Browser makers Apple, Google, Microsoft and Mozilla, along with two software consulting firms, celebrated a moment of unity and common purpose on Thursday with the announcement of Interop 2024, a project to advance the interoperability of web browsers.
The process began last year with the collection of proposals for web technologies that group members will try to harmonize using automated testing. The goal is to ensure that browser implementations of these technologies match specifications to make the web platform better for developers.
Still, Interop 2024 leaves out JPEG XL, the most popular proposal as measured by community reactions (emojis added to proposal discussion threads). JPEG XL yielded 646 responses, more than four times more than number two, which was also not included.
JPEG XL, an ISO/IEC 18181 standard, would be a potential replacement for the JPEG and PNG image formats, among others, and would be very suitable for modern graphics applications.
“Thank you for proposing the JPEG XL image format for inclusion in Interop 2024,” the group said in a post on the proposal discussion on Thursday. “We wanted to let you know that this proposal was not selected to be part of Interop this year. We did not have a consensus to include this proposal. This should not be construed as a commentary on the technology as a whole.”
This isn’t even about JPEG-XL, although its rejection does make me sad. This is about the Interop project
How this happened is not clear; the Interop selection process is not public, a fact that frustrates some JPEG XL supporters.
In response to the Interop group’s rejection, several developers wondered why there was no explanation as to why JPEG XL failed.
Student and programmer Tibet Tornaci wrote: “That’s it? That’s the answer to what is several times the most requested feature in Interop 2024? No explanation for rejecting the feature that received 4.5x more support than the runner-up? Really Where? “
“This isn’t even about JPEG-XL, although its rejection does make me sad.
“This is about the Interop project, which claims to work ‘for the benefit of users and web developers’, and is not accountable to the users and web developers involved in the project.”
And they blamed the usual suspect for JPEG XL’s misfortune: Google.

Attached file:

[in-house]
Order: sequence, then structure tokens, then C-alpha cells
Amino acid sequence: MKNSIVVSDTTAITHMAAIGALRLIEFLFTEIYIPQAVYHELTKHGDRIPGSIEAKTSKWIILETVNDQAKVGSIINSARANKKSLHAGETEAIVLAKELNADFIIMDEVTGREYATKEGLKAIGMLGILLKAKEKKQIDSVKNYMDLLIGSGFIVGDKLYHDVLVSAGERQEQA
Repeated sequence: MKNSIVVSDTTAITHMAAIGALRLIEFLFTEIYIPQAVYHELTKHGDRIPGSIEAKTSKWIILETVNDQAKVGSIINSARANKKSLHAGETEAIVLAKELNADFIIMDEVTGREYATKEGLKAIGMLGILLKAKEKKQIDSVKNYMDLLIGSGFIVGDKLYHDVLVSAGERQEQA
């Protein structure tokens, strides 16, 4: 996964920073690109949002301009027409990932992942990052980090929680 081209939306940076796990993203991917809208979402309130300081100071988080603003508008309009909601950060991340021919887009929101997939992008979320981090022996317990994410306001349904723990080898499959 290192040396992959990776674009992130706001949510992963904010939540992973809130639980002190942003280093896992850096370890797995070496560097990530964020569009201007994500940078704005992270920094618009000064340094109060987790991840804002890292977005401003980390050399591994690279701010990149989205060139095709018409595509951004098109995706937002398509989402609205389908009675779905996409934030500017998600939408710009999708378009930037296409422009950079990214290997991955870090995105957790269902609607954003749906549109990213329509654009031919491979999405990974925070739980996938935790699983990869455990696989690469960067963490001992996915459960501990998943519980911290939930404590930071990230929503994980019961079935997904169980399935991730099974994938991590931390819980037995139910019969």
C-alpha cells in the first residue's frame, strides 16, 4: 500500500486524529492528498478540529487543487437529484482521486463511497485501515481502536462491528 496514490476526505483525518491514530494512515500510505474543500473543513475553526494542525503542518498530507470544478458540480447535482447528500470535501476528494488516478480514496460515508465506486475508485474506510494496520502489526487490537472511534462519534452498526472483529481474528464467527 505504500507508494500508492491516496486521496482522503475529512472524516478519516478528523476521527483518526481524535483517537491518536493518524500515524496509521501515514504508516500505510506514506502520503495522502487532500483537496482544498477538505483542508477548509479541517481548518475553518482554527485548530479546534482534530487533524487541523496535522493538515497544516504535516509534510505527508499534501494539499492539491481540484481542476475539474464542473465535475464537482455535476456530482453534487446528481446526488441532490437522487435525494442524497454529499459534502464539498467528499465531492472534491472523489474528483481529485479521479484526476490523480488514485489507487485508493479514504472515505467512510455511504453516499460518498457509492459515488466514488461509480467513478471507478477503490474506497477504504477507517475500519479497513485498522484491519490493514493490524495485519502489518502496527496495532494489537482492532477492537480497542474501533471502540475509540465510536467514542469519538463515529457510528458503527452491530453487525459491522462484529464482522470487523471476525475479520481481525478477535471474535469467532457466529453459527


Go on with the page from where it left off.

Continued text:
Yale student and infosec bid Cody Neiman wrote: “Situations like this, with JXL, were exactly the situations I thought Interop was good at: preventing a certain rogue manager at a company from preventing the entire Internet from moving forward. But instead, this was just another development thread that Google single-handedly stopped out of sheer ego? This is incredibly disappointing.”
Google did not immediately respond to a request for comment about the Interop section process.
Mozilla hasn’t jumped on the JPEG XL bandwagon either: the Firefox maker said it is neutral on the technology, citing its cost and lack of significant differentiation from other image codecs.
“Overall, we don’t see JPEG-XL sufficiently outperforming its closest competitors (such as AVIF) to justify adding it on that basis alone,” Martin Thomson, a leading engineer at Mozilla, said last year. “Similarly, the feature enhancements do not differentiate it from the collection of formats already included on the platform.”
However, Thomson said support could follow if there is enough demand.
Jon Sneyers, senior image researcher at Cloudinary and editor of the JPEG XL specification, explains The register in an email that it is Google’s Chrome team and not the Internet giant as a whole that has pushed back against the image compression technology.
“As far as I know, the Interop group’s decision-making process is not public, and I don’t know what criteria they use to decide which proposals to pick and which to reject,” he said. “I assume the decision will ultimately be made by consensus of the browser developers, who have made their positions relatively clear in the past.”
It makes sense that they would want to promote the adoption of their own codecs
The Google Chrome development team decided not to support JPEG XL in Chrome two years ago, citing insufficient community interest, partner costs, and performance testing that was disputed as inaccurate. And it has since resisted requests for reconsideration — despite Apple’s support last year and Samsung’s recent support and apparent interest from Microsoft.
“Chrome is ‘opposed’ because of ‘insufficient interest in the ecosystem’ and because they want to promote improvements in existing codecs,” says Sneyers, pointing to JPEG, WebP and AVIF. “After all, the last two are codecs that were partly developed by people from the Chrome team, so it makes sense that they would want to promote the adoption of their own codecs.”
“I don’t think ‘Google’ as a company has a veto,” he said, noting that many of the JPEG XL developers come from Google Research. “But the Google Chrome team is organizationally quite distant from the Google Research department, from what I understand.”
Sneyers said this is unfortunate because “ecosystem interest” in JPEG XL has increased significantly over the past year.
“There’s support now in macOS/iOS/Safari, the Adobe suite supports it – they’ve also added JPEG XL to the DNG 1.7 spec – Samsung has announced JPEG XL support in their next phones, and there are rumors of support for Microsoft Windows,” he said.
“Most Linux distributions and FOSS software also already support JPEG XL. There is also interest from DICOM (medical imaging) and PDF to add JPEG XL to the next versions of their standards. So the current situation is that virtually everything already supports JPEG XL or will soon, and Chrome is the only major software that remains in the background.” ®